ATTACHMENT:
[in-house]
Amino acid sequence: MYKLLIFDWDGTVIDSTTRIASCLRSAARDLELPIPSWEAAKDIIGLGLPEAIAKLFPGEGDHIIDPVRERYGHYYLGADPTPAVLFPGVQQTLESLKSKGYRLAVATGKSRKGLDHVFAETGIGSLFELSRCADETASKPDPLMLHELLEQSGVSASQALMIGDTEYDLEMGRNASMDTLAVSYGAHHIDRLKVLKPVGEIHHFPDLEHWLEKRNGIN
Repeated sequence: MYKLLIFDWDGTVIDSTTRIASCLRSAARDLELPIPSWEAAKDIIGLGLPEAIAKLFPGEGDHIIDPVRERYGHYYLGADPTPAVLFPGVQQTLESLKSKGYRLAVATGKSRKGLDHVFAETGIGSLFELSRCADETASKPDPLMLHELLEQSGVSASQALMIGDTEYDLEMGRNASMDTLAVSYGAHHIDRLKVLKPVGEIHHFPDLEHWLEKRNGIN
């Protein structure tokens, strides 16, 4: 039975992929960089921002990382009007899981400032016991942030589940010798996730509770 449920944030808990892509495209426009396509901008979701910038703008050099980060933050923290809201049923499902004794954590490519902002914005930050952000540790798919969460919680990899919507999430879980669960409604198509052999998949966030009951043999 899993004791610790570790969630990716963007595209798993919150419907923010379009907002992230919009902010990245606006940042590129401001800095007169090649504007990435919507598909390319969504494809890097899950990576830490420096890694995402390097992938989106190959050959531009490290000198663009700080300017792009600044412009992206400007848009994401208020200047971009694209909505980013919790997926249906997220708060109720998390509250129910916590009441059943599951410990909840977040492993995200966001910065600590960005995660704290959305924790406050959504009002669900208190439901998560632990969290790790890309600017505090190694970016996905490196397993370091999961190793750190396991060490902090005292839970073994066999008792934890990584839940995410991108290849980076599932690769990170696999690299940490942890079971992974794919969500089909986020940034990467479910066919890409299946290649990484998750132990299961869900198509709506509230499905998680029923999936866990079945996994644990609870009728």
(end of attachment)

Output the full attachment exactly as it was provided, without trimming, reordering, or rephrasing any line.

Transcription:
[in-house]
Amino acid sequence: MYKLLIFDWDGTVIDSTTRIASCLRSAARDLELPIPSWEAAKDIIGLGLPEAIAKLFPGEGDHIIDPVRERYGHYYLGADPTPAVLFPGVQQTLESLKSKGYRLAVATGKSRKGLDHVFAETGIGSLFELSRCADETASKPDPLMLHELLEQSGVSASQALMIGDTEYDLEMGRNASMDTLAVSYGAHHIDRLKVLKPVGEIHHFPDLEHWLEKRNGIN
Repeated sequence: MYKLLIFDWDGTVIDSTTRIASCLRSAARDLELPIPSWEAAKDIIGLGLPEAIAKLFPGEGDHIIDPVRERYGHYYLGADPTPAVLFPGVQQTLESLKSKGYRLAVATGKSRKGLDHVFAETGIGSLFELSRCADETASKPDPLMLHELLEQSGVSASQALMIGDTEYDLEMGRNASMDTLAVSYGAHHIDRLKVLKPVGEIHHFPDLEHWLEKRNGIN
């Protein structure tokens, strides 16, 4: 039975992929960089921002990382009007899981400032016991942030589940010798996730509770 449920944030808990892509495209426009396509901008979701910038703008050099980060933050923290809201049923499902004794954590490519902002914005930050952000540790798919969460919680990899919507999430879980669960409604198509052999998949966030009951043999 899993004791610790570790969630990716963007595209798993919150419907923010379009907002992230919009902010990245606006940042590129401001800095007169090649504007990435919507598909390319969504494809890097899950990576830490420096890694995402390097992938989106190959050959531009490290000198663009700080300017792009600044412009992206400007848009994401208020200047971009694209909505980013919790997926249906997220708060109720998390509250129910916590009441059943599951410990909840977040492993995200966001910065600590960005995660704290959305924790406050959504009002669900208190439901998560632990969290790790890309600017505090190694970016996905490196397993370091999961190793750190396991060490902090005292839970073994066999008792934890990584839940995410991108290849980076599932690769990170696999690299940490942890079971992974794919969500089909986020940034990467479910066919890409299946290649990484998750132990299961869900198509709506509230499905998680029923999936866990079945996994644990609870009728």